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RM-J: The New Gatting is learning quick

May 22nd, 2009 by Robin Martin-Jenkins in County cricket

Joe Gatting in action for Sussex

It can be difficult to be a ‘son of’. I don’t really count because my old man didn’t play the game professionally but I understand some of the pressures that are being heaped on the shoulders of my young Sussex colleague Joe Gatting at the moment.

Not since Liam Botham began his cricket career at Hampshire have the media had such a field day. Sadly for them Joe is trim and athletic, resembling his father, who played 76 times for Arsenal and over 300 matches for Brighton and Hove Albion, much more than his uncle. No ‘Fat Gatt’ headlines for them this time then.

But those who remember Mike Gatting’s batting style have commented on how similar it is to Joe’s. Slightly hunched at the crease, Joe waits for the ball to come under his eye line before punching it away with strong forearms and economical use of the feet. He is particularly strong off the front foot and square of the wicket. I was watching footage of Mike Gatting batting during the famous 1986-87 Ashes series recently and it was like watching a slightly more rotund Joe.

Of course if Joe goes on to be half the player Mike was, then Sussex have unearthed a gem but I believe he has the talent – and certainly the temperament – to emulate his uncle.

Joe’s calm disposition at the crease and in the dressing room marks him above many young players I have seen. Having played professional football for the last five years – he was taken on by Brighton and Hove Albion as a 17-year-old – he kept his cricket eye in playing Sussex League cricket. He has played far less than his contemporaries and yet despite, or perhaps because of, this he has a maturity and willingness to learn that is most impressive for a 21-year-old.

A recent net session at Hove saw bowlers dominate batsmen on a spicy surface with a swinging ball. I bowled my first couple of deliveries to Joe, the first of which swung out past his bat and the second of which swung back to take out his off stump as he shaped to leave the ball. But the notable thing was not that I managed to swing the ball both ways (extremely remarkable for me but also total fluke) but what happened next. Joe calmly asked for an off-stump guard before playing out the rest of the net serenely, leaving balls that swung away and presenting a broad straight bat to the deliveries that came back in to him. No one had told him to take an off-stump guard – he had worked it out for himself.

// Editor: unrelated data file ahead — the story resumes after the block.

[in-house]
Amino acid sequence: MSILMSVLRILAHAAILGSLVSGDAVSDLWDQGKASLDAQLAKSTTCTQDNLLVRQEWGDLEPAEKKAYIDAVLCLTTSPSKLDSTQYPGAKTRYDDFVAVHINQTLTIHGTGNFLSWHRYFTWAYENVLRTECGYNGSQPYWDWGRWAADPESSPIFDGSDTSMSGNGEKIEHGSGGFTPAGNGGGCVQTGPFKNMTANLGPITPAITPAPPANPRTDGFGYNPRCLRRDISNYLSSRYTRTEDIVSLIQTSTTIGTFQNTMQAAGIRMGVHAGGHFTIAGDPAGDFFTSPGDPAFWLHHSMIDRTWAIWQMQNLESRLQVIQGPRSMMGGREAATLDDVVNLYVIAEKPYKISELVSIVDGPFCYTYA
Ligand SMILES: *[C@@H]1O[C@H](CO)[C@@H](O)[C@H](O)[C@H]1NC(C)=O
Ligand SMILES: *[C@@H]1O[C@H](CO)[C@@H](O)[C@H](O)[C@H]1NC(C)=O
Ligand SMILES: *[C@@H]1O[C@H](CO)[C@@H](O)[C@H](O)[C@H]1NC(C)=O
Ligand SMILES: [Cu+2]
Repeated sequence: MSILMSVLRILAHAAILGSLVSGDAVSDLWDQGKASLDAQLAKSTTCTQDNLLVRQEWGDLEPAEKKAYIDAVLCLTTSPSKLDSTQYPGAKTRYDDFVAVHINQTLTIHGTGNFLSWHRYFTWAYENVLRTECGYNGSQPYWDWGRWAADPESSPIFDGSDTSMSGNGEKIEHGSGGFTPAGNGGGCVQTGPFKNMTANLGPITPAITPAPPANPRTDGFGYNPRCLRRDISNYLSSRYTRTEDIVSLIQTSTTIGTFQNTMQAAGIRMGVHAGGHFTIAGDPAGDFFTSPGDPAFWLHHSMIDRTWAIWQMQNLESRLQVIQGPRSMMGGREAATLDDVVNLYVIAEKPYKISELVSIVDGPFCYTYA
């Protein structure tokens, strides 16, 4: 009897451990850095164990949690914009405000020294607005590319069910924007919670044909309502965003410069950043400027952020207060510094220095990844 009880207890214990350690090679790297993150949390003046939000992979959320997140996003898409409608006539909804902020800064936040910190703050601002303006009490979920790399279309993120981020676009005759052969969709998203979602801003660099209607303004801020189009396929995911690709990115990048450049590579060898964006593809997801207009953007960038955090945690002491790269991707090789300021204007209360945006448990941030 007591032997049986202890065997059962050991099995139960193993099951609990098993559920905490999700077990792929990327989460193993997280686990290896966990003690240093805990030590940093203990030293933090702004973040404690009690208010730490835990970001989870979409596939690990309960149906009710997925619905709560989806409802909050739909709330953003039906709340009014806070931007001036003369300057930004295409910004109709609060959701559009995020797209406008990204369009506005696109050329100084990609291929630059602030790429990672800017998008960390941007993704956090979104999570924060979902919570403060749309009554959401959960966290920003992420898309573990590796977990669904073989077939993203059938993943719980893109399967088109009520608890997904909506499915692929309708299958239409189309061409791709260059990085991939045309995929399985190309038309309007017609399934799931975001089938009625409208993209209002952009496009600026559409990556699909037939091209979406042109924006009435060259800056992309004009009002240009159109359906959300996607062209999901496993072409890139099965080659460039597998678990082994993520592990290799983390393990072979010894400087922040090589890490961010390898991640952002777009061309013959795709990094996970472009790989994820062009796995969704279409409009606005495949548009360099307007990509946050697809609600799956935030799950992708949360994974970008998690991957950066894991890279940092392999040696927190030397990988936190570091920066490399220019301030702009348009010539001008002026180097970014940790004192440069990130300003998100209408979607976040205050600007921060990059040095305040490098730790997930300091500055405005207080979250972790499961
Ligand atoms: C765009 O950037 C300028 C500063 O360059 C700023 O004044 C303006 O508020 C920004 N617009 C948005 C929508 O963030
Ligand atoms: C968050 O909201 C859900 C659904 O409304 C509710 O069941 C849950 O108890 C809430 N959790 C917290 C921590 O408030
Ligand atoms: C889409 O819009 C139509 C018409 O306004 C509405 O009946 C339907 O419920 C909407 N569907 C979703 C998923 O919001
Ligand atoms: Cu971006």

Last week in a one-day match against Yorkshire, Joe was tied down by some accurate fast bowling from Deon Kruis. He made 11 from 26 balls before being dismissed. Later I witnessed the coach, Mark Robinson, seek him out to offer some advice. He should perhaps try to use the crease some more to put the bowler off his rhythm. Even if it doesn’t, it will make the bowler think twice and he could serve up a loose ball or two.

And then in the following game I watch the young Joe Gatting walk down the wicket to both Pedro Collins and Andre Nel, two international fast bowlers, and put them both off their line and length. He was going strong until he tried to sweep Chris Schofield and got a top edge. I’ll wager he’ll learn from that mistake too.

All too often I see immensely talented young players who believe themselves better than they are and who don’t listen to advice. They inevitably do not train on. Perhaps it’s too early to predict great things from the ‘Nephew of’ but I wouldn’t bet against it.

Robin Martin-Jenkins is an allrounder with Sussex

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